Belfast Telegraph

Wednesday 16 April 2014

Fermanagh: Where has all the water gone?

The Share Holiday Village sign almost totally submerged in November last year (left) but well above the waterline yesterday (right). Many water-based activities at Share have been curtailed due to the conditions

Six months ago Fermanagh was swept with severe winter floods leaving families stranded and farm animals in peril.

Now the county is facing the opposite problem — a region that is a byword for rain is heading into drought and Lough Erne’s water levels have plummeted dangerously low.

Water levels have dropped so low that even expert boatsmen are struggling to navigate many of the waterways in Upper Lough Erne, the stretch that leads into the Shannon-Erne waterway which connects Lough Erne to the Republic’s waterway system.

Yesterday Share Holiday Village reported that many of its water-based activities have been curtailed due to the low water conditions and strong weed growth.

“Dinghy sailing and keelboat sailing are proving quite difficult because of the weed growth. The water sports centre is kind of like a ski centre without any snow,” spokesman Rory Martin said.

“If the water level continues to drop, it looks like we might be high and dry.

“It’s hard to judge.”

Lake levels are the lowest they have been for the last 15 years, estimates Ian Leinster of the Inland Waterways Association of Ireland.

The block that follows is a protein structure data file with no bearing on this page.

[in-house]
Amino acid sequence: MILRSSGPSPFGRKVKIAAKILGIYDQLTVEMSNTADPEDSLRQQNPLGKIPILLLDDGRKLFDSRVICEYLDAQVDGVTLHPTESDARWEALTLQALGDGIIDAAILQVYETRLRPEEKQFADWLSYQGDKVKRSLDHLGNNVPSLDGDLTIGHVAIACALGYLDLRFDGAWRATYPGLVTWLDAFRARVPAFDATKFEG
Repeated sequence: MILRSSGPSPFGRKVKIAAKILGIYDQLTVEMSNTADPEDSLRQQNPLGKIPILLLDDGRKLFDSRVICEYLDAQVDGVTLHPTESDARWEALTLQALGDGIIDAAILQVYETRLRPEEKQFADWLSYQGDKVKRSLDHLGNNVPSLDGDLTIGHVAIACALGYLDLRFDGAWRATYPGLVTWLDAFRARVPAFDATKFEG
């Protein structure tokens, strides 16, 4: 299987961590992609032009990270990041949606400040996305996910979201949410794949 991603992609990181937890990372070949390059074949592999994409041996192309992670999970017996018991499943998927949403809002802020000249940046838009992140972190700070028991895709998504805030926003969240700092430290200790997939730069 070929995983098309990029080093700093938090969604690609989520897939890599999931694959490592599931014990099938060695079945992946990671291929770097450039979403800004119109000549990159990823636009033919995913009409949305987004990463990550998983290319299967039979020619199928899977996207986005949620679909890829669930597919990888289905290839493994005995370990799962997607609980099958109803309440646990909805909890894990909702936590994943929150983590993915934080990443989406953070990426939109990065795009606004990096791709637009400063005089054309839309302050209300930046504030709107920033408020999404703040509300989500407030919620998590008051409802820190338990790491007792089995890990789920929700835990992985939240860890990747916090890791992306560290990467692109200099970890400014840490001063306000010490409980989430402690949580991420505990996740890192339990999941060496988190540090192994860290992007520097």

“It’s as low as I’ve seen it for a long, long time — 1995 was the last time we were getting as worried about the lake,” he said.

Peter Scott, who has spent years boating on the lough, said he was having to constantly take depth soundings when he was acting as pathfinder for a recent swimming challenge.

“We had to reroute part of it because we couldn’t get through the proposed route,” he said.

Mr Scott said one way to deal with the levels might be to drop the gate at Portora to prevent water draining from the Upper to the Lower lake.

Another would be for ESB to adjust the rate that water goes through the hydro-electric turbines at Ballyshannon.

The level of the lake is very close to the legal minimum required, he said.

However, Waterways Ireland northern manager Joe Gillespie said the level of the Upper Lough is 140mm above the statutory minimum level.

“The navigation is lower than people want but there are still a lot of people there enjoying themselves,” he said.

“We're about to have Loughfest this weekend and there are a lot of vessels passing up and down. If you have a very deep draft vessel you may have difficulties.”

A DARD spokesperson said: “Rivers Agency and the Electricity Supply Board (ESB) are closely monitoring water levels in the Lough Erne system.

“In the event of no significant rainfall in the next few days we may need to close the sluice gates at Portora to maintain water levels above the statutory minimum in the Upper Lough.”

Background

The floods that hit Co Fermanagh in November last year were the highest since records began in 1956, leaving families across a wide stretch of the county cut off. Now, water levels have dropped unusually low, making it difficult to navigate, particularly in the upper lough.

Water levels are now 140mm above the statutory minimum — they can be controlled either by bringing the sluice gates at Portora into play or by adjusting the amount of water carried through the ESB hydro-electric station at Ballyshannon.

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